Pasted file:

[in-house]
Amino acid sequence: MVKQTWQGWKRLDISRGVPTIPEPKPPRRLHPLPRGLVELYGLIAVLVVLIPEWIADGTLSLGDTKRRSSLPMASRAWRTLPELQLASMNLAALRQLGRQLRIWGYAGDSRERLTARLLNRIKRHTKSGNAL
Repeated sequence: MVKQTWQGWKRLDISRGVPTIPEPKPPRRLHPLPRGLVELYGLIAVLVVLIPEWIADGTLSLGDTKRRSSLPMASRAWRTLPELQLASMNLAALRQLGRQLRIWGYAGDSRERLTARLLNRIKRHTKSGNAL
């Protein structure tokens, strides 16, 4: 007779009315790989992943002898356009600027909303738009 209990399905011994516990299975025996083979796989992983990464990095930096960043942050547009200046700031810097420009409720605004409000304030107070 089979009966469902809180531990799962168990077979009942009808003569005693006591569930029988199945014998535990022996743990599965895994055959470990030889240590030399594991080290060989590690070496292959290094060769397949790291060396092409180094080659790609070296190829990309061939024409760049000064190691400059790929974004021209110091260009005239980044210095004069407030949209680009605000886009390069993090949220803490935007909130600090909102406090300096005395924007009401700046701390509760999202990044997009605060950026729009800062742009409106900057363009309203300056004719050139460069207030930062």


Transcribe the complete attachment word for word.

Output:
[in-house]
Amino acid sequence: MVKQTWQGWKRLDISRGVPTIPEPKPPRRLHPLPRGLVELYGLIAVLVVLIPEWIADGTLSLGDTKRRSSLPMASRAWRTLPELQLASMNLAALRQLGRQLRIWGYAGDSRERLTARLLNRIKRHTKSGNAL
Repeated sequence: MVKQTWQGWKRLDISRGVPTIPEPKPPRRLHPLPRGLVELYGLIAVLVVLIPEWIADGTLSLGDTKRRSSLPMASRAWRTLPELQLASMNLAALRQLGRQLRIWGYAGDSRERLTARLLNRIKRHTKSGNAL
């Protein structure tokens, strides 16, 4: 007779009315790989992943002898356009600027909303738009 209990399905011994516990299975025996083979796989992983990464990095930096960043942050547009200046700031810097420009409720605004409000304030107070 089979009966469902809180531990799962168990077979009942009808003569005693006591569930029988199945014998535990022996743990599965895994055959470990030889240590030399594991080290060989590690070496292959290094060769397949790291060396092409180094080659790609070296190829990309061939024409760049000064190691400059790929974004021209110091260009005239980044210095004069407030949209680009605000886009390069993090949220803490935007909130600090909102406090300096005395924007009401700046701390509760999202990044997009605060950026729009800062742009409106900057363009309203300056004719050139460069207030930062």